The Central Valley Project Improvement Act was an ambitious effort toward balanced and sustainable water policy and it holds lessons for today, write Audubon’s Meghan Hertel and Golden Gate Salmon Association’s John McManus.
CALIFORNIA’S MOST IMPORTANT federal water reform law – the Central Valley Project Improvement Act (CVPIA) – celebrated its 25th anniversary on October 30. The landmark law, signed by President George H.W. Bush, was a historic effort to protect and restore California’s wetlands, rivers, migratory waterbirds, salmon and other fish species, and also to promote more sustainable water supplies for a drought-prone state.
Before the CVPIA’s passage in 1992, Central Valley rivers, wetlands and salmon runs had been severely damaged by the construction and operation of the federal Central Valley Project (CVP), a water system including 20 dams and 500 miles of canals.
The CVPIA was an ambitious effort to move toward balanced and sustainable water policy. A quarter century later, it’s instructive to review the impact of this legislation, what we’ve learned and what these lessons suggest for future efforts to protect wildlife and natural areas.
Let’s begin with some of the CVPIA’s ambitious provisions.
The Act included broad policy reforms, such as establishing “mitigation, protection and restoration of fish and wildlife” as a fundamental “project purpose” of the CVP, in addition to water supply, hydropower and flood protection. In 2009, the state followed suit and passed the Delta Reform Act, making water supply reliability and ecosystem health the state’s “co-equal goals” for managing the Delta.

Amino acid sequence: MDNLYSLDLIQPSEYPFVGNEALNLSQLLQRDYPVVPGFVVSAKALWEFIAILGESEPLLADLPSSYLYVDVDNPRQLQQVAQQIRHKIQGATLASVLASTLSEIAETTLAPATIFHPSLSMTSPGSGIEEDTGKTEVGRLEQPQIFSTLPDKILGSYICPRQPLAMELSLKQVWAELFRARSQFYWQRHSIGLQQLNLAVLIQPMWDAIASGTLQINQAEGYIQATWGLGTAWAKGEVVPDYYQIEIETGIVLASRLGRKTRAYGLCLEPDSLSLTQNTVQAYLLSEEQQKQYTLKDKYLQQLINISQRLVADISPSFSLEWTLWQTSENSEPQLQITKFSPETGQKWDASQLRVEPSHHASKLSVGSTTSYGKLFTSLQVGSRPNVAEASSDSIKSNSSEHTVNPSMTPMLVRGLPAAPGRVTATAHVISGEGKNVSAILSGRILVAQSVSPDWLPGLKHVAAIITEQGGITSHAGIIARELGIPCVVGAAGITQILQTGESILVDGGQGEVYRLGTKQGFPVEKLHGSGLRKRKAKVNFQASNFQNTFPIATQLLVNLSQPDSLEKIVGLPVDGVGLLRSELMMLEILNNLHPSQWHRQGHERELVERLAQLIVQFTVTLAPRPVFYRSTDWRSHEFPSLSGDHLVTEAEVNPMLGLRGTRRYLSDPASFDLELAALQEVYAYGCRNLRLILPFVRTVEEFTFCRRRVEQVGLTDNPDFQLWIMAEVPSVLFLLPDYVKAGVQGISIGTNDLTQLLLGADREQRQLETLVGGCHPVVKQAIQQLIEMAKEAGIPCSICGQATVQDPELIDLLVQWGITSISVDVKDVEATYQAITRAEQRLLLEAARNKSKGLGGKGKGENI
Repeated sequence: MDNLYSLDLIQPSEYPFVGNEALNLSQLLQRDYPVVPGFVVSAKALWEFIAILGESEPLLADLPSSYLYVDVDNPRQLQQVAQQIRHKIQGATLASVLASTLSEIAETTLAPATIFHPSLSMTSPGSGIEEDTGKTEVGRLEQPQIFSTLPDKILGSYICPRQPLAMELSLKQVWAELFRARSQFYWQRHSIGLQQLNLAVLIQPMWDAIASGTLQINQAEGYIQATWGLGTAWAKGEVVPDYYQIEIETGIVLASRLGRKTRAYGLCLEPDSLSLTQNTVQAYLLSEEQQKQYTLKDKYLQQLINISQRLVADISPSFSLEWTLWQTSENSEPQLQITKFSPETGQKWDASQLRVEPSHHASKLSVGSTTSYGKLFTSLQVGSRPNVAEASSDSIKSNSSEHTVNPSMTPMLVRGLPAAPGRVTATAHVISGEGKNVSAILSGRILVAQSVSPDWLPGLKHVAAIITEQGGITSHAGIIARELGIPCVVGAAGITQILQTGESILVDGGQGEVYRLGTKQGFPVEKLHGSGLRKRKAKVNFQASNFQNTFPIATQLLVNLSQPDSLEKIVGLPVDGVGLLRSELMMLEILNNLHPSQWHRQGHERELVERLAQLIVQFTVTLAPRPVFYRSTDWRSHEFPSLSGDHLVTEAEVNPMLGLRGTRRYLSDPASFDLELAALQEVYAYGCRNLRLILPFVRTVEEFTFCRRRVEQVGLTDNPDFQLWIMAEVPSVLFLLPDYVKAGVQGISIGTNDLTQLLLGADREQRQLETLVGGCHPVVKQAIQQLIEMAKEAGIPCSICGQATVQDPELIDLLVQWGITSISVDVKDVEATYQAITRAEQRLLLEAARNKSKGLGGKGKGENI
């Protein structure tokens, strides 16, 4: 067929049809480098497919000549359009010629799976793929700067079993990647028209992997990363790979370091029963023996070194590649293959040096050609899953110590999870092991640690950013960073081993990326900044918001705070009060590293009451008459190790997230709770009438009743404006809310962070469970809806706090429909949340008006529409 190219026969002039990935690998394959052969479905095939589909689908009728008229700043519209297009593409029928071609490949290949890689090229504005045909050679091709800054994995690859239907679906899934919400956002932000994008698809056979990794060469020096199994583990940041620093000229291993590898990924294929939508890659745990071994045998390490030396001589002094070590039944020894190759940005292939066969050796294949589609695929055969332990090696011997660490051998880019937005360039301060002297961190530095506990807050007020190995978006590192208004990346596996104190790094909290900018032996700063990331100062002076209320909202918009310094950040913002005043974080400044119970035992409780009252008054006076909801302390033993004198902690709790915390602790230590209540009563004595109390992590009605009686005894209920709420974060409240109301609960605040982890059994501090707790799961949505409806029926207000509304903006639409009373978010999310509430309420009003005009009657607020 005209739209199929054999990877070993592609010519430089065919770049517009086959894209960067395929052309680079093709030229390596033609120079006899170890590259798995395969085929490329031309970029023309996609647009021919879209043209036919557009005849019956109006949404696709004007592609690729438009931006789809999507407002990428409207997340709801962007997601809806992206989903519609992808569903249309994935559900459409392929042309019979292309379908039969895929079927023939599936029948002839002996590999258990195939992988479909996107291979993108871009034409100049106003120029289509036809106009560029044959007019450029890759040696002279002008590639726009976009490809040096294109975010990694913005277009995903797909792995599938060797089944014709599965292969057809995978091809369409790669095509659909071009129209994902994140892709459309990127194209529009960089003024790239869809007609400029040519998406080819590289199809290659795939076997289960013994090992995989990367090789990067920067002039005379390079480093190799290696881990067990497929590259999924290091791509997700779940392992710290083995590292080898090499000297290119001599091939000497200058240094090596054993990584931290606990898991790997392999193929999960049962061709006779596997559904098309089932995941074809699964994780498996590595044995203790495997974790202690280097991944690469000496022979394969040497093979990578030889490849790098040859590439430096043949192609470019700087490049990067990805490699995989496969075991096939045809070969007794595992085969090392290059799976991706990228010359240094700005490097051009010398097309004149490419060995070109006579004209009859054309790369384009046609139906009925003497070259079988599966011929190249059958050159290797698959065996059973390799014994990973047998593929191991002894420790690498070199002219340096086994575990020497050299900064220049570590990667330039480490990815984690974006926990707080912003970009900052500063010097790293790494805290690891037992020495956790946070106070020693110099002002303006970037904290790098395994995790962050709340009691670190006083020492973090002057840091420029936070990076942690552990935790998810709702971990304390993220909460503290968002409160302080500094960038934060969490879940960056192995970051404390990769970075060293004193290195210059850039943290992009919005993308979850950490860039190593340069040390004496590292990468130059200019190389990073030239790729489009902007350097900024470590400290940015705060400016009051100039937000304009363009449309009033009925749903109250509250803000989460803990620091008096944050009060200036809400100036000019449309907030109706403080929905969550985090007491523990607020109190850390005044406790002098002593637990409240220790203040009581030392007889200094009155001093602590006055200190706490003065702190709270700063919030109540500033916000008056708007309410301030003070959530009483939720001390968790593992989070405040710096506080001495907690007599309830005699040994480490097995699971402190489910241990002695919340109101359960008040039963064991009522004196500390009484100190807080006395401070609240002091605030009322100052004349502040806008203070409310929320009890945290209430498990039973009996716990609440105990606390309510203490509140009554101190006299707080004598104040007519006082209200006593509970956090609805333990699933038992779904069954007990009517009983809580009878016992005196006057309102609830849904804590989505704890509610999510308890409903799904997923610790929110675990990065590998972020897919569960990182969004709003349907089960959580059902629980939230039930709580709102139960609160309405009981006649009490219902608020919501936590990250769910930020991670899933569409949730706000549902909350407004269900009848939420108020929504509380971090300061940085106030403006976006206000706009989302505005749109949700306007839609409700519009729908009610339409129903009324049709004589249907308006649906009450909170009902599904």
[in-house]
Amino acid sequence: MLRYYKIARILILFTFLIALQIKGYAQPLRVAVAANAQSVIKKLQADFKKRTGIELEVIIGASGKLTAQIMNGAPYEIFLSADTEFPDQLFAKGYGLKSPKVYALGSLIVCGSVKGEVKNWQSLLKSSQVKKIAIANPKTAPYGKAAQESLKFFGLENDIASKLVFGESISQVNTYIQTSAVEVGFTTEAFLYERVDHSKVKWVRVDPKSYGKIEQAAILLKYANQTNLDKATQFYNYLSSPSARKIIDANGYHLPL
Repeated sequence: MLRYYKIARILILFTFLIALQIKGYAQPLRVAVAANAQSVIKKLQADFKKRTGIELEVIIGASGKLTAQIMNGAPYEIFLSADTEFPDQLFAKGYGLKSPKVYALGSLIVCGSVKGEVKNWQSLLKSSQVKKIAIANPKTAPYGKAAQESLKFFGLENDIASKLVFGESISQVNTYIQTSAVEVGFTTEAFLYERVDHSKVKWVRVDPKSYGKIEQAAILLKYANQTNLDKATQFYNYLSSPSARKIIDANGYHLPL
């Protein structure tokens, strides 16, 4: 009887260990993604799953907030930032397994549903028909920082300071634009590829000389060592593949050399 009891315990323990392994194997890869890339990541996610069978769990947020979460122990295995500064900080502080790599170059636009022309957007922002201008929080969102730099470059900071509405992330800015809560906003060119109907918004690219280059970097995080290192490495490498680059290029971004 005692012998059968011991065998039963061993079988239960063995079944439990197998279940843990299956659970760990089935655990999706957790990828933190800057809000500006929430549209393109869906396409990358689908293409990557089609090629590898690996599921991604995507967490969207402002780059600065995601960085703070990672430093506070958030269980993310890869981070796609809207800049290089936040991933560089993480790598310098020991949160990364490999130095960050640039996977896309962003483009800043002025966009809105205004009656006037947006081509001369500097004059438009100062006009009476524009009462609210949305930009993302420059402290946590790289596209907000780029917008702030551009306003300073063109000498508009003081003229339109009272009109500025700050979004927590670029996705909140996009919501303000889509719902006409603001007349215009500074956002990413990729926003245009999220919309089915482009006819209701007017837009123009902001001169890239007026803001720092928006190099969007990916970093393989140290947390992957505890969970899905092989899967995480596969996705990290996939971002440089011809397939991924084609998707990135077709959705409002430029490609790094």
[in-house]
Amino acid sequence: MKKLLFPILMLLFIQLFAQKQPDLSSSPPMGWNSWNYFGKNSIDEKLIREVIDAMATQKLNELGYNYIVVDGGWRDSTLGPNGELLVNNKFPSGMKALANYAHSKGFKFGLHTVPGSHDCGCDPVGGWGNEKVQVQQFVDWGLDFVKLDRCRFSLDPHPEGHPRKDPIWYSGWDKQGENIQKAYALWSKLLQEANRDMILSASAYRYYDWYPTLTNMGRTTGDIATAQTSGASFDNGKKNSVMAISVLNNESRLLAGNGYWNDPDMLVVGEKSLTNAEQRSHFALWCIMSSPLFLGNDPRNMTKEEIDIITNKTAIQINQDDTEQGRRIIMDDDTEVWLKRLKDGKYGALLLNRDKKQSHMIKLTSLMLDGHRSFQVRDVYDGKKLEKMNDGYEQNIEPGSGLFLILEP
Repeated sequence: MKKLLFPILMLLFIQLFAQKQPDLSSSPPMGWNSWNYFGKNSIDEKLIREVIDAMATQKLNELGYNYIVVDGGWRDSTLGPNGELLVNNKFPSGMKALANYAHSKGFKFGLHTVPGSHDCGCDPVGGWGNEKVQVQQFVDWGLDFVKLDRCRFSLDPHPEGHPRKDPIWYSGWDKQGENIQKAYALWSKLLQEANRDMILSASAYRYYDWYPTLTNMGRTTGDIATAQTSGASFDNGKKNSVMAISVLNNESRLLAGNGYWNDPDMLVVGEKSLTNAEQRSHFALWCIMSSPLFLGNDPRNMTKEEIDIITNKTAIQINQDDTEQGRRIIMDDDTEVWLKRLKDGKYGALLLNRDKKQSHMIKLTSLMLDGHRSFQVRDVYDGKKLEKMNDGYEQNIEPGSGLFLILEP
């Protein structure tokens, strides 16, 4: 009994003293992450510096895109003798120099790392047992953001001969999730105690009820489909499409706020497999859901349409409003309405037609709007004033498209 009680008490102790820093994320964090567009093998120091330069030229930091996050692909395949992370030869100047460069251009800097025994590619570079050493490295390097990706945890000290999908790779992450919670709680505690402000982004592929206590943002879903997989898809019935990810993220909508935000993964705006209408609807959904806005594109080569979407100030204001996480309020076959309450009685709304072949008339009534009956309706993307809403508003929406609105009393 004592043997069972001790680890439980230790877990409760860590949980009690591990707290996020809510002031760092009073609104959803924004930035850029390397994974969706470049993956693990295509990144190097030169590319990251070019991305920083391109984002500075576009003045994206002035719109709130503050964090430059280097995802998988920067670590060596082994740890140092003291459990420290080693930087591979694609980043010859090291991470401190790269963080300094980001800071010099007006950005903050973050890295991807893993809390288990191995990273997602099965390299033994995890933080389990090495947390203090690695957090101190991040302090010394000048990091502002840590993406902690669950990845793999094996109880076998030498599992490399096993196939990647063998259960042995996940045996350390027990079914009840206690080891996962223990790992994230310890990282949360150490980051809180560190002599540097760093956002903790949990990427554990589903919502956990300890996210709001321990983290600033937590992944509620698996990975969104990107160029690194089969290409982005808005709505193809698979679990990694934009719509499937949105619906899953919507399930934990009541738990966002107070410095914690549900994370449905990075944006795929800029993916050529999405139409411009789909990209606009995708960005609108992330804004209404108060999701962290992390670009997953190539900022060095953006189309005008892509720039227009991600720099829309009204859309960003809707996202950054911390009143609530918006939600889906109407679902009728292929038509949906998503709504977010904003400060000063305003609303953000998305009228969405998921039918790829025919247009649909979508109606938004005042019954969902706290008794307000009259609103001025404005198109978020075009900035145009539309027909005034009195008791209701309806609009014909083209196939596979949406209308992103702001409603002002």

The CVPIA established a $50 million per year restoration fund, supported by fees paid by CVP water and power users to mitigate for the environmental damage caused by the massive project. It also established a program to provide reliable water supplies for wetlands to reverse damage to wildlife refuges where some wetlands were running dry.
The CVPIA established a goal of doubling the Central Valley’s naturally spawning population of steelhead, sturgeon and four runs of Chinook salmon – to just under a million naturally spawning salmon – a goal the CVP is far from achieving.
The CVPIA also recognized that the federal Friant Dam dewatered the San Joaquin River and destroyed California’s second largest salmon run. As a result, the CVPIA required CVP contractors receiving Friant water to pay a surcharge into the Restoration Fund. In addition, the Act called for an evaluation of the potential to restore the San Joaquin – laying the groundwork for the 2006 San Joaquin River restoration agreement.
The Act also dedicated 800,000 acre-feet per year to the restoration of fish in the Bay-Delta ecosystem. This provision set the stage for the stakeholder-negotiated 1994 Bay-Delta Accord, which facilitated new water quality standards for the Bay-Delta.
Beyond fish and wildlife restoration programs, the CVPIA also included reforms to increase water use efficiency, to meet human needs while reducing environmental impacts. These include authorizing the transfer of CVP water to users throughout California, creating new water conservation and land retirement programs, and beginning to reduce federal water subsidies. Those provisions remain important today.
The complex history of this legislation suggests several important lessons.